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10 Ways to Help Your Grade-Schooler Cope With Stress

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At a Glance

  • Grade-schoolers can feel stressed by everyday responsibilities and schoolwork.

  • There are many ways to ease your child’s stress level — like creating a schedule.

  • With a plan in place to manage stress, your child can thrive in grade school.

Grade school is full of challenges and stressors, especially for kids who learn and think differently. It’s important for kids to develop coping skills — ways to manage the stress. Here are some tips for helping your child feel less stressed and learn how to cope.

1. Do some detective work.

Kids who learn and think differently might not even be aware that they’re feeling stress. You can help by asking some simple, low-key questions. Drawing together is a good way to get conversation flowing. Mention you’ve noticed something has been bothering your child. Help put a name to what it might be. “Are you feeling worried about reading out loud in Ms. Smith’s class?” Simply talking about feelings can be a relief.

2. Break down the homework.

A whole page of word problems or a big packet of math can be overwhelming, particularly for kids with attention issues. Breaking the problems down into chunks — groups of three, for example — can make the task more manageable. Promise fun breaks in between. Your child can do a few problems and then FaceTime with a friend or take a pet out to play. Always praise your child for each set of problems or worksheet completed.

3. Prep for the new stuff.

If your grade-schooler is going to start a new activity, like karate or dance class, visit the studio ahead of time. Let your child meet the person who greets you at the front desk. Check out the bathroom, and introduce yourselves to the teacher. Ask the instructor to describe what the kids will do on the first day of class. Knowing what to expect may help your child feel less anxiety about participating.

4. Celebrate even the smallest wins.

Most kids feel some level of stress when facing a brand-new challenge. But they eventually dive in because past successes help them feel confident. Kids who learn and think differently need that same motivation — but the wins are often harder to come by. Watch for opportunities to praise accomplishments. Maybe your child finished a few more word problems without getting up from the table. That’s a win! Knowing what success feels like may help your child feel less overwhelmed when facing new challenges.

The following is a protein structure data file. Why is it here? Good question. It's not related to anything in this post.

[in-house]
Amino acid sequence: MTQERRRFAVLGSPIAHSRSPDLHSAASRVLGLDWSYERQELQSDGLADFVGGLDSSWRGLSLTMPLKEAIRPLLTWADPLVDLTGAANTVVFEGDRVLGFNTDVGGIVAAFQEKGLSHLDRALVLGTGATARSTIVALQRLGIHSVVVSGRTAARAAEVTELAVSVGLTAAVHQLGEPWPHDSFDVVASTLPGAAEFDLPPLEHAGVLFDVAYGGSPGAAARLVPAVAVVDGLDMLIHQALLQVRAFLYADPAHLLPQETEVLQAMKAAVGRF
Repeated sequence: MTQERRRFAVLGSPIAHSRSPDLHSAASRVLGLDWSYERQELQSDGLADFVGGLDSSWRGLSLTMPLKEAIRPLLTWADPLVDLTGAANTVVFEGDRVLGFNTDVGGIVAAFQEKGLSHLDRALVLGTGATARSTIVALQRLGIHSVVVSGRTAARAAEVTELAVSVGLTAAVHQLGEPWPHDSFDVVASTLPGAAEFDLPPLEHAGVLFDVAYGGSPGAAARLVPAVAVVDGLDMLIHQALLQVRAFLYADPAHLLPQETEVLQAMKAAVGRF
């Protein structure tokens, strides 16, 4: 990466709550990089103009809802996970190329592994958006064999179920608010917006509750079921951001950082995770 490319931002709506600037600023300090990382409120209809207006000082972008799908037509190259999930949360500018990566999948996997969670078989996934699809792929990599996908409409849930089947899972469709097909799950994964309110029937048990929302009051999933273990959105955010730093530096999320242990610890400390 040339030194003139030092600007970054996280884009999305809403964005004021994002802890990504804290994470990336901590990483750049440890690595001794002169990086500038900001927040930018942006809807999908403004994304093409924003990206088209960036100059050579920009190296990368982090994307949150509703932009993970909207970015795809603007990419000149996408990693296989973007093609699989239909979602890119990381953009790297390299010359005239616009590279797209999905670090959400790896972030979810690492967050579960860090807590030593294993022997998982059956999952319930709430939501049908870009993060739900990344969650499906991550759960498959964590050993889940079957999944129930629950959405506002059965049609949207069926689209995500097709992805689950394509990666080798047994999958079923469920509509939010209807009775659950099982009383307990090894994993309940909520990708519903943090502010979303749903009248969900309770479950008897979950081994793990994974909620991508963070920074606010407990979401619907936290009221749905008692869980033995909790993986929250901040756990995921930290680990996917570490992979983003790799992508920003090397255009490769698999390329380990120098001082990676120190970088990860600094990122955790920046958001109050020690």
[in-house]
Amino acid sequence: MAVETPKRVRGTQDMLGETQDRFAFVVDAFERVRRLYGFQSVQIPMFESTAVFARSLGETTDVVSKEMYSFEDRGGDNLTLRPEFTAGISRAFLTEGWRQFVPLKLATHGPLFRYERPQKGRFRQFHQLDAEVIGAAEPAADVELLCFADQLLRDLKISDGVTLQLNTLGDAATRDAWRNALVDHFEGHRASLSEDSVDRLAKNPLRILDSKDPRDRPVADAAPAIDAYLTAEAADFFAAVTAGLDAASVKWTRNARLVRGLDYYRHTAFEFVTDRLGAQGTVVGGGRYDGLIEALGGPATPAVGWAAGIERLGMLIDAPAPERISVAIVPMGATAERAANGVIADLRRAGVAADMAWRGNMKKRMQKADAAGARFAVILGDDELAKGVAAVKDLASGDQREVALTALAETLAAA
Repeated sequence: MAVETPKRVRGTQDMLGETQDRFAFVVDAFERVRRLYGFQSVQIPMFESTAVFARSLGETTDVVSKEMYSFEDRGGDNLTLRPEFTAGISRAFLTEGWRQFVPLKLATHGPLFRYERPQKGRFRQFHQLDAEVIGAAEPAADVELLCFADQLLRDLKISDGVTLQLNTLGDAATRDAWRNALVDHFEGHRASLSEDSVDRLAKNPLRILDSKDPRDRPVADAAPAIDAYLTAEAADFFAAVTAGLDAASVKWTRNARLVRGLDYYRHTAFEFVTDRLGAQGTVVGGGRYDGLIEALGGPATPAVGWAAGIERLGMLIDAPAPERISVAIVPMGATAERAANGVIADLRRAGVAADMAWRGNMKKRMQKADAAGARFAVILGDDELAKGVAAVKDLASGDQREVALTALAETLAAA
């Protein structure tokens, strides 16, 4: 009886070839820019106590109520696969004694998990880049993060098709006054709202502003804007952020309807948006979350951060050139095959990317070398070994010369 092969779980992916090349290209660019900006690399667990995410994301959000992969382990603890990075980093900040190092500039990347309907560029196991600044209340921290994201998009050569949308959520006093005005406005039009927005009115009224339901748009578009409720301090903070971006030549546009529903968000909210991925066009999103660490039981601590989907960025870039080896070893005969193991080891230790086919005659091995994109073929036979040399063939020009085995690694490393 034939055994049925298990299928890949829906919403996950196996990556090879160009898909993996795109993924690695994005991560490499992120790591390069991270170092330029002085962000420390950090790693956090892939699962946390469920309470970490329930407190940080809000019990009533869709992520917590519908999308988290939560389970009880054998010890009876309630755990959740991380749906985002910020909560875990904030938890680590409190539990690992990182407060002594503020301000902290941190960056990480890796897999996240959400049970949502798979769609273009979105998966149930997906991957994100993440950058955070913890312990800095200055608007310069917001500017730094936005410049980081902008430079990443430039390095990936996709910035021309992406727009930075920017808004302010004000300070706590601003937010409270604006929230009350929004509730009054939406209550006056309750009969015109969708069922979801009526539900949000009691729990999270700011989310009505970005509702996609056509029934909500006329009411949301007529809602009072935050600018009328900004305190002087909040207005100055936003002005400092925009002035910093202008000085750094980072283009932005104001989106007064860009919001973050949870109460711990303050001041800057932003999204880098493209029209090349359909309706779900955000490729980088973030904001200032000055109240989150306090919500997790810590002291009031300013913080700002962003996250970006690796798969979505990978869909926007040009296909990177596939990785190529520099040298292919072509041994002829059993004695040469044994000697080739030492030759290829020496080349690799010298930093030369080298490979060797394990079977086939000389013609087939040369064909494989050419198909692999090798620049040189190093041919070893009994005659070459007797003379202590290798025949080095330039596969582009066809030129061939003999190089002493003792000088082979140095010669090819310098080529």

5. Create a “can do” mantra.

Suggest positive phrases your child can repeat when facing stressful or new situations. “I’m not afraid to try” or “I can do this” are two good examples. These thoughts will crowd out negative talk. (“I’m too stupid to do this!” “I’ll never be able to make the team.”) And repeating the positive phrases over and over can be soothing.

6. Stick to routines.

An organized home with a clear set of daily rituals will give your child security after a hectic day at school. Stick to a routine whenever you can. Maybe your child will have an afternoon snack, walk the dog, and then do homework. On days with afterschool activities, keep to a regular routine too. Create some structure for weekends as well. Too much time without a schedule can make kids antsy.

7. Blow off steam.

Stress can build up like steam in an engine. Give your child plenty of chances to release some of the pressure. Make exercise a part of everyday life for the whole family. Sign up for a membership at your local Y and go together. Encourage your child to jump rope, sing out loud, or dance to a favorite song between homework assignments.

8. Choose some afterschool activities.

For the child who struggles in school, being good at something like karate can be a big boost. Afterschool activities also give structure to the afternoons and are a stress-busting release. But be careful not to schedule too many things. Being overscheduled can make your child’s stress worse. Do your best to leave some days open.

9. Be clear and reasonable about what you expect.

Maybe you’ve been working with your child on spelling. Your child may feel worried, thinking you only want perfect scores on spelling tests. Tell your child what you actually expect. Or maybe you expect a clean bedroom and don’t want to have to remind your child to take care of it. But is this big task realistic? Most kids who learn and think differently will benefit from having a big task broken down into several small ones. They’ll also find reminders helpful. And some kids want company while they do chores.

10. Consider getting outside help.

Find a class or a group where your child can learn yoga, meditation, or deep breathing. Mental health experts who specialize in treating children with learning and thinking differences can also help with stress management skills.

Key Takeaways

  • Talking about stress is the first step in learning how to cope with it.

  • Create a routine and schedule. Leave room for some silliness and downtime.

  • If you’re having trouble managing your grade-schooler’s stress, consider asking for outside help.

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  • Facebook
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  • Text Message
  • Coming soonGoogle Classroom